Lost in Space: Young People, Bus Networks and Rights to the City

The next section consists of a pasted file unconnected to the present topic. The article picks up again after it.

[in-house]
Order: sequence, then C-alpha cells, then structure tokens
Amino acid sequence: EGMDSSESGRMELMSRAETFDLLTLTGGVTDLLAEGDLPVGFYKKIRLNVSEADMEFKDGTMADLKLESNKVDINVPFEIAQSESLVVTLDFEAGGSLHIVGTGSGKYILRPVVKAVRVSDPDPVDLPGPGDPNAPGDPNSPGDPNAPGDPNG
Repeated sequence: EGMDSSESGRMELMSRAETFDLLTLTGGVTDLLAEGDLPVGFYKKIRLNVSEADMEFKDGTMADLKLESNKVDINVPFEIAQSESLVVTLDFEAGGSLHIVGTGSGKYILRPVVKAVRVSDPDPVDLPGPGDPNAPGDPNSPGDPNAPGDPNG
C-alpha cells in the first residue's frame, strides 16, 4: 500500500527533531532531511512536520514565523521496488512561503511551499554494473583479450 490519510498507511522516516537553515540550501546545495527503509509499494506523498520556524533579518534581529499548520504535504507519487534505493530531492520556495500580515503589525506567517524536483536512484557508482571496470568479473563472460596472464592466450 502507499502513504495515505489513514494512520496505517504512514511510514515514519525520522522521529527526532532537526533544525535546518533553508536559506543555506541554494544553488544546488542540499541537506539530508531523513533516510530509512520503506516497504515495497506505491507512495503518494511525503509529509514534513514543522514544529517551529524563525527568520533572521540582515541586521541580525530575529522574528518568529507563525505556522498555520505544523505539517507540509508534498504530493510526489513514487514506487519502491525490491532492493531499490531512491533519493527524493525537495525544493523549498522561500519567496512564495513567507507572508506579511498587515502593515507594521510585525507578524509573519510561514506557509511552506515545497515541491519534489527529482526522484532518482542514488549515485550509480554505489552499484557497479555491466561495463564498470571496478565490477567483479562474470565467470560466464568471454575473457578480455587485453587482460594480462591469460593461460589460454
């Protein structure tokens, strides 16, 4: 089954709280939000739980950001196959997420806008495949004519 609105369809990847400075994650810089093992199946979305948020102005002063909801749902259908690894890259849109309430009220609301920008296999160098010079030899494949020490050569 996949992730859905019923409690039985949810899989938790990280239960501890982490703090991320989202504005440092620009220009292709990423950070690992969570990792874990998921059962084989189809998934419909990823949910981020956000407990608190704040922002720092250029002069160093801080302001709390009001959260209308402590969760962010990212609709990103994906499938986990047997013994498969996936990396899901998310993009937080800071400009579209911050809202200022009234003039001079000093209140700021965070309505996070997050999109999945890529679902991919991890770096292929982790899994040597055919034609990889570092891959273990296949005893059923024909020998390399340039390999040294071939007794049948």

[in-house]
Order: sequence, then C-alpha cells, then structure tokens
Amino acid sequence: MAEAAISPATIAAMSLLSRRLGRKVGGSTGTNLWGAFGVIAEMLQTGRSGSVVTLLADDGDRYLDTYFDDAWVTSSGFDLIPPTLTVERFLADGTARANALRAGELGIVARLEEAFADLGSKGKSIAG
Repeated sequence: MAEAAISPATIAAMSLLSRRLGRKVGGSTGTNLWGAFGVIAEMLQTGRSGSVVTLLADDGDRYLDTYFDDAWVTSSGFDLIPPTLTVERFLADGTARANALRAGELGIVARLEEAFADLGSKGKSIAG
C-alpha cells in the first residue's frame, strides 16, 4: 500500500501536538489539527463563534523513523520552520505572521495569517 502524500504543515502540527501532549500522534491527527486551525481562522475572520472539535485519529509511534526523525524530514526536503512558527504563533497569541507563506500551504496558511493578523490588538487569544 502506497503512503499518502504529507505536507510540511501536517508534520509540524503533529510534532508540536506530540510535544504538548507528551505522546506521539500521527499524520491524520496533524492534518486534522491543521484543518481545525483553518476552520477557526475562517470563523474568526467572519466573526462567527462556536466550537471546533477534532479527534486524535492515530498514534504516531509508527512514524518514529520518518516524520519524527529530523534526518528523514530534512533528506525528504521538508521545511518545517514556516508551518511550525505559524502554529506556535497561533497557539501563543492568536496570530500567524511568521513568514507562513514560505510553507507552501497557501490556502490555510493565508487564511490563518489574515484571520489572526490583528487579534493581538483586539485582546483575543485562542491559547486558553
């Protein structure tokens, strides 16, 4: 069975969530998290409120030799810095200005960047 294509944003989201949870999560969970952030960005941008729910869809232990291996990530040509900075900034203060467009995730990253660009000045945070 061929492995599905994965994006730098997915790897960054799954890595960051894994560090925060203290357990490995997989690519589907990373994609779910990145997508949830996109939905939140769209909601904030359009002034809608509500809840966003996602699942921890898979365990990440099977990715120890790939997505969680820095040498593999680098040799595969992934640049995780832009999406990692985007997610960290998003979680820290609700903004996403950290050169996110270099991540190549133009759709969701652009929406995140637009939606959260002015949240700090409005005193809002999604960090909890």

The many discourses on the use of public space by youth (eg cultural or justice studies) are underpinned by a range of theoretical approaches (Lefebvre’s “right to the city”, Habermas on the “public sphere”, Foucauldian notions of “resistance” or a Durkheimian perspective on “anomie”). Given social and technological change this paper explores the complexities and transformations of urban youth rights in the 21st century. One of its contributions is to demonstrate how the transport environment reflects a different kind of “public space” (mobile, closed, ungoverned, utilitarian, privatised) that has rarely received scholarly attention, unlike the shopping mall, the square or the street. Its second contribution is to critique the body of literature on the “geographies of hanging out”. While not eschewing that there remains a punitive law-and-order approach, much of the literature adopts a “problematised” frame and fails to address the agency that young people can muster to create new spaces and engage in meaning-making; or that the streets are sites of empowerment or celebration of diversity such as the Sydney Mardi Gras or the Occupy Movements; or how the web creates new forms of public space for youth with fast communication and democratising features that permit engagement with the public domain. A final thread is the contestation within public transport space from the myriad of other “excluded” user-groups whose experience of the “right to the city” is as conflicted as that of young people (e.g. homeless, elderly, mentally ill).